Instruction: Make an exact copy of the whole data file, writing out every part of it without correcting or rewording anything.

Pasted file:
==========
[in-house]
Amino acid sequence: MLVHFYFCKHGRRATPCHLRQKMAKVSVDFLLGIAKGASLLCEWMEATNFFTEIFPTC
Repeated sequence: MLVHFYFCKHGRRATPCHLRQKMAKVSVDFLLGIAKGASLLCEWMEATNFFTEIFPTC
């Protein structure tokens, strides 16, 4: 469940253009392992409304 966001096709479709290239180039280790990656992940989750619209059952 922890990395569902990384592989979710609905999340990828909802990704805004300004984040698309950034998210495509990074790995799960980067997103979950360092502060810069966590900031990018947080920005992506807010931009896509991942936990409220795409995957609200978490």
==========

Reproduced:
[in-house]
Amino acid sequence: MLVHFYFCKHGRRATPCHLRQKMAKVSVDFLLGIAKGASLLCEWMEATNFFTEIFPTC
Repeated sequence: MLVHFYFCKHGRRATPCHLRQKMAKVSVDFLLGIAKGASLLCEWMEATNFFTEIFPTC
């Protein structure tokens, strides 16, 4: 469940253009392992409304 966001096709479709290239180039280790990656992940989750619209059952 922890990395569902990384592989979710609905999340990828909802990704805004300004984040698309950034998210495509990074790995799960980067997103979950360092502060810069966590900031990018947080920005992506807010931009896509991942936990409220795409995957609200978490």